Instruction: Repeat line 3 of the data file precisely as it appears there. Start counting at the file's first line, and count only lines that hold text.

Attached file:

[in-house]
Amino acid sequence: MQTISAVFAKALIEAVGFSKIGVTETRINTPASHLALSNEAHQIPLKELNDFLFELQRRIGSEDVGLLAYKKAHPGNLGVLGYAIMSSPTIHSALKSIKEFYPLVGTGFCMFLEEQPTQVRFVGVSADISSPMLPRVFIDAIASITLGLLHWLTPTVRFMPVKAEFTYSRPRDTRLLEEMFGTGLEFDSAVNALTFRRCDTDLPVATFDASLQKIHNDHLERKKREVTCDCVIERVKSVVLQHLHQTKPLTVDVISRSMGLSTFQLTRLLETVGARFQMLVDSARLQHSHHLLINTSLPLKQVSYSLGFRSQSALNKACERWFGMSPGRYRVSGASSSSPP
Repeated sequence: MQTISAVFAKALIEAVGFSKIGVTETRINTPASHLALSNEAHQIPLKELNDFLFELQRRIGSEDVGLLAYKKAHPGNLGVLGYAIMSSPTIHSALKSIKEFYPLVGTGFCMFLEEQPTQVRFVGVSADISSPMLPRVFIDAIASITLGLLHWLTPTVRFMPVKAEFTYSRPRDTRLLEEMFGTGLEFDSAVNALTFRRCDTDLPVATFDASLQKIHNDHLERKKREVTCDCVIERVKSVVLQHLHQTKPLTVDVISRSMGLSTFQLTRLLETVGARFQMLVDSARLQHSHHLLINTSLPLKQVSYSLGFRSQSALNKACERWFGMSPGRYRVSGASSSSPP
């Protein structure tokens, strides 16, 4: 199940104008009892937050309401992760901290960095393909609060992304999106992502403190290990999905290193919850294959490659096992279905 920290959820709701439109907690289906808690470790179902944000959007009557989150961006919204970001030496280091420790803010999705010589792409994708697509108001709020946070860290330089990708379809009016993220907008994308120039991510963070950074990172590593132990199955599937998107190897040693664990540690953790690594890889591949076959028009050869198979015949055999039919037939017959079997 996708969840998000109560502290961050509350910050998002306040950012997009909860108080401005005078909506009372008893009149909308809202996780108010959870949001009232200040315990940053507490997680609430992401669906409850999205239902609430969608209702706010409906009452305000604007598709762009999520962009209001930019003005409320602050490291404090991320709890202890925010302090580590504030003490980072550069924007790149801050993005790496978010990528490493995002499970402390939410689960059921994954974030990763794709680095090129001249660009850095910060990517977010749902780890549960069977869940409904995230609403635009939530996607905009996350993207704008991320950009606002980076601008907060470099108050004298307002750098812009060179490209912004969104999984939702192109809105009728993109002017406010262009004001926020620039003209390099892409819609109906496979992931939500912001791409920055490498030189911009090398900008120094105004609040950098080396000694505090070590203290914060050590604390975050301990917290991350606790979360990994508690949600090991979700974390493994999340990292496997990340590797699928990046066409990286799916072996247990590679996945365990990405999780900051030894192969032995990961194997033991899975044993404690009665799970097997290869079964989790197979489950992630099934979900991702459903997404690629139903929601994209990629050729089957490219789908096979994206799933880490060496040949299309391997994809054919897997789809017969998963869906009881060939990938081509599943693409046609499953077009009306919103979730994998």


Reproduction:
Repeated sequence: MQTISAVFAKALIEAVGFSKIGVTETRINTPASHLALSNEAHQIPLKELNDFLFELQRRIGSEDVGLLAYKKAHPGNLGVLGYAIMSSPTIHSALKSIKEFYPLVGTGFCMFLEEQPTQVRFVGVSADISSPMLPRVFIDAIASITLGLLHWLTPTVRFMPVKAEFTYSRPRDTRLLEEMFGTGLEFDSAVNALTFRRCDTDLPVATFDASLQKIHNDHLERKKREVTCDCVIERVKSVVLQHLHQTKPLTVDVISRSMGLSTFQLTRLLETVGARFQMLVDSARLQHSHHLLINTSLPLKQVSYSLGFRSQSALNKACERWFGMSPGRYRVSGASSSSPP